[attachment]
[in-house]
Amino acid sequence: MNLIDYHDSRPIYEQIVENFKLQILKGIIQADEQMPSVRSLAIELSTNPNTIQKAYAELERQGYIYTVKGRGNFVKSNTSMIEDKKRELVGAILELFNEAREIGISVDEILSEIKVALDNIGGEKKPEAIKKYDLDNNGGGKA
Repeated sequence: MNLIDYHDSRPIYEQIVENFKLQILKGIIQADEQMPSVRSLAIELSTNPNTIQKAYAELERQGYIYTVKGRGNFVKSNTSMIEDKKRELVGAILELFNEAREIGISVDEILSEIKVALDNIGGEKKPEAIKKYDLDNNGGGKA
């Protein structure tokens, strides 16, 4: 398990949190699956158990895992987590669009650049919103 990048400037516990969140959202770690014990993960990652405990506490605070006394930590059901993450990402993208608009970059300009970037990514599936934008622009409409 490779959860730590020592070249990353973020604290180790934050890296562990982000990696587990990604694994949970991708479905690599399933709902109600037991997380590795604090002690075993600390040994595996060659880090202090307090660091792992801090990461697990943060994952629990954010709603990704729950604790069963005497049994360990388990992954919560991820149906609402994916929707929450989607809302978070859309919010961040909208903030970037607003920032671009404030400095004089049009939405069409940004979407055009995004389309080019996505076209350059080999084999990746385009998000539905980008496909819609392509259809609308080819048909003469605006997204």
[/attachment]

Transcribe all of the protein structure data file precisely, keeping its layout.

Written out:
[in-house]
Amino acid sequence: MNLIDYHDSRPIYEQIVENFKLQILKGIIQADEQMPSVRSLAIELSTNPNTIQKAYAELERQGYIYTVKGRGNFVKSNTSMIEDKKRELVGAILELFNEAREIGISVDEILSEIKVALDNIGGEKKPEAIKKYDLDNNGGGKA
Repeated sequence: MNLIDYHDSRPIYEQIVENFKLQILKGIIQADEQMPSVRSLAIELSTNPNTIQKAYAELERQGYIYTVKGRGNFVKSNTSMIEDKKRELVGAILELFNEAREIGISVDEILSEIKVALDNIGGEKKPEAIKKYDLDNNGGGKA
């Protein structure tokens, strides 16, 4: 398990949190699956158990895992987590669009650049919103 990048400037516990969140959202770690014990993960990652405990506490605070006394930590059901993450990402993208608009970059300009970037990514599936934008622009409409 490779959860730590020592070249990353973020604290180790934050890296562990982000990696587990990604694994949970991708479905690599399933709902109600037991997380590795604090002690075993600390040994595996060659880090202090307090660091792992801090990461697990943060994952629990954010709603990704729950604790069963005497049994360990388990992954919560991820149906609402994916929707929450989607809302978070859309919010961040909208903030970037607003920032671009404030400095004089049009939405069409940004979407055009995004389309080019996505076209350059080999084999990746385009998000539905980008496909819609392509259809609308080819048909003469605006997204």